Harz Mountains, Germany, 1943

They arrived on a cold November afternoon in 1943, when the trees were already heavy with snow. There were five children escorted by a young nurse from the home. Huddled in blankets, they sat on wooden benches fitted inside the rear section of the truck. The nurse was holding one of the children on her lap – a pale, shivering little boy, not yet three years old, with a persistent, rasping cough. She wished she could say something to bring him comfort, but she knew he understood nothing but his native Danish. During her time at the home she had seen many children come and go, but somehow this one had touched her, affected her in a special way – perhaps it was his physical fragility combined with something in his face, a spark, a kind of inner strength . . .
The jarring sound of the truck changing gears startled the boy. He looked up at the road ahead and saw, caught in the headlights, a figure trudging up the side of the road ahead with the slow, steady gait of an old man. The figure carried a big walking staff of knobbly wood and wore a long cloak of heavy green cloth and a broad-brimmed, pointed hat of the same colour. As the lorry passed him the man turned, revealing a face with a full white beard and a patch over one eye. For an instant looked smilingly at the boy and raised his stick in greeting. The boy watched the cloaked figure receding into the distance, not wanting to lose sight of him. Then the lorry turned a corner, and the old man was gone . . .
The truck slowed, turned off the road to the left and halted, the headlights shining on a massive double door with diagonal boarding and the name “Lenzfeld” written in black Gothic letters on a white enamelled plaque. Another plaque said: “Property of the Lebensborn Foundation. Entry by unauthorised persons strictly forbidden.” Someone opened the doors from within, and the truck moved forward with a jerk that woke the boy . . .

Berlin, February 1966  

He tried to merge with the other passengers on the bus, while putting them down as misguided failures. An hour earlier they had set out from the prison camp before dawn, and up to now none of them had said a word; the habit of watchful silence was so deeply engrained so that, even on their farewell journey, they were worried that the wrong word might send them back to prison . . .  Clever idea of his bosses, he thought, to have him masquerade as a dissident and arrange for him to be bought free along with the others. They imagined they were escaping to a freer world, but he knew better. The West was a fool’s paradise. He was proud to be part of the fifth column that was going to hasten its collapse. And, what was more, somewhere over there was his mother – a mother whom he had never known about until they had told him. Now he was going to find her . .  .

Hamburg,  spring 1966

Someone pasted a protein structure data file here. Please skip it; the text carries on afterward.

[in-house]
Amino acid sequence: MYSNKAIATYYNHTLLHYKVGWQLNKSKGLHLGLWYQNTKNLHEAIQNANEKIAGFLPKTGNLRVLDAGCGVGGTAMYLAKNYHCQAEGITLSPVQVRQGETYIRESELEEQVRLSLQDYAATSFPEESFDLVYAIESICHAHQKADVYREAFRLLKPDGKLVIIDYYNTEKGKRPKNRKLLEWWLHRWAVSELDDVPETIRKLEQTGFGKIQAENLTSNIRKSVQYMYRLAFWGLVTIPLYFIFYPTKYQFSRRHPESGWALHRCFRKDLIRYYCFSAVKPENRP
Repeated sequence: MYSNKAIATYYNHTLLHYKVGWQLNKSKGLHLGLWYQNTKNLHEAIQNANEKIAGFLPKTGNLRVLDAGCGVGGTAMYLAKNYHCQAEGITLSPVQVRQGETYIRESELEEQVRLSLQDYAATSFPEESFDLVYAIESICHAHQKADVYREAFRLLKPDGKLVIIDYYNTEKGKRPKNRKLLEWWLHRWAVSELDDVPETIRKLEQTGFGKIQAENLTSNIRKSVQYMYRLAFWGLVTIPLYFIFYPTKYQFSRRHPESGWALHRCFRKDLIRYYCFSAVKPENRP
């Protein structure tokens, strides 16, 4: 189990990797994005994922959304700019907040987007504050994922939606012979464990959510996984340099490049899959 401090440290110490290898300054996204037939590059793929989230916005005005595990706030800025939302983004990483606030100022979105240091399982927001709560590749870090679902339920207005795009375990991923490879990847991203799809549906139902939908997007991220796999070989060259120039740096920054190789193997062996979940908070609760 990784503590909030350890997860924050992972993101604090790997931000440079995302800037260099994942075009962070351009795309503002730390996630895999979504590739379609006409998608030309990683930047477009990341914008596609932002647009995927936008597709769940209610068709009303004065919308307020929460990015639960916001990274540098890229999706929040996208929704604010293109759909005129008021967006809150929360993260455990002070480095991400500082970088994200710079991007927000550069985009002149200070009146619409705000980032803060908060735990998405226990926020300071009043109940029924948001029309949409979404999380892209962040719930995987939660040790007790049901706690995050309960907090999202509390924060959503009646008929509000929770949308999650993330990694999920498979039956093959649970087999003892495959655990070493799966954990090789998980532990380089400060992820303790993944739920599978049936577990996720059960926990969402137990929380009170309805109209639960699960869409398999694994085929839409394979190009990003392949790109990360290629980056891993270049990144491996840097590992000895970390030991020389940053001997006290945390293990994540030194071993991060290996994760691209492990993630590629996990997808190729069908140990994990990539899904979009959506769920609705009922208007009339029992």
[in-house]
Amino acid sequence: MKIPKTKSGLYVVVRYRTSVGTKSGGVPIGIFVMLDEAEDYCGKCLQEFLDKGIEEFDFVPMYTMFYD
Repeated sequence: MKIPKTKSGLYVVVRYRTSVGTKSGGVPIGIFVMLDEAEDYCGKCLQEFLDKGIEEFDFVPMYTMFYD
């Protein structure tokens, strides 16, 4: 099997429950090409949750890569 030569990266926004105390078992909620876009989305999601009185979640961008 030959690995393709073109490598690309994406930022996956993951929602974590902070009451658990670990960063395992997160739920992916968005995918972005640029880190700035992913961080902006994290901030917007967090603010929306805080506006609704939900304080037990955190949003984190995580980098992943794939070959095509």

In the quiet of the reading room at the Hamburg Public Library Claudia sat at a table with a pile of books, thinking about Henrik. When she had first begun to fall in love with him she had tried to keep a cool head by analysing him as objectively as if he were one of her clients. On the table in front of her lay a notebook open at a page on which she had written in a neat, upright hand:
“Henrik Erdmann. 25 years old. Refugee from the GDR. Childhood marked by traumas – rejection by Danish mother, period in Lebensborn home, adoption, stigma of birth. Personality type: something of the “eternal boy” – charming, with a strange sort of charisma, but self-centred and a bit ruthless. Strongly driven to prove himself to himself and the world. Prominence of Hero archetype. Determined, intelligent, idealistic, but masking feeling side. Out of touch with Anima. Impaired capacity for bonding due to uprooted childhood. Evidence that he is holding something back when talking about the GDR. Speech patterns and body language change subtly when the subject comes up. Something he is ashamed of in his past? Altogether a bit of a dark horse.” . . .

The river Elbe, East-West border, summer 1966

Now he could just make out the wide belt of the river and hear the gurgling, rushing sound of the great mass of water moving west, down to Hamburg and the North Sea.  On the far bank the lights of a village were visible, its houses reflected in the water. His spirits soared.
Then he heard a sound that made him freeze: the barking of a dog. It was coming from the road and getting closer. He ran on down the bank, tearing aside branches in his frenzy to escape.  He could hear the creature snuffling in the undergrowth close behind him. In the distance, other dogs began barking as they found his scent.  Sprinting ahead, he tripped on a root, feeling a searing pain in his ankle as he hit the ground. In seconds the dog would be on him. He could hear it barking and growling only metres away. As he dragged himself to his feet, he saw it leaping and straining furiously at something holding it back. It must have reached the limit of its tether.
Half hopping, half limping, he stumbled down the shore towards the water. A siren started to wail above the shouts of the guards, and the roving beam of a searchlight swept over him. As he hit the water he heard the stammer of a machine gun and bullets spattering the surface inches away.
With all his remaining strength he struck out towards the opposite bank. The river was moving much faster than he had imagined and the lights on the far shore were sliding away to the left with alarming speed. Beneath him, the irresistible power of the current was carrying him away. The firing stopped, the lights across the river vanished. He had no idea how far he still had to go, and his strength was failing. He was struggling for breath, trying not to gulp down water, when he heard the rumble of an engine, and a moment later was dazzled by a searchlight, mounted on the front deck of the approaching patrol boat.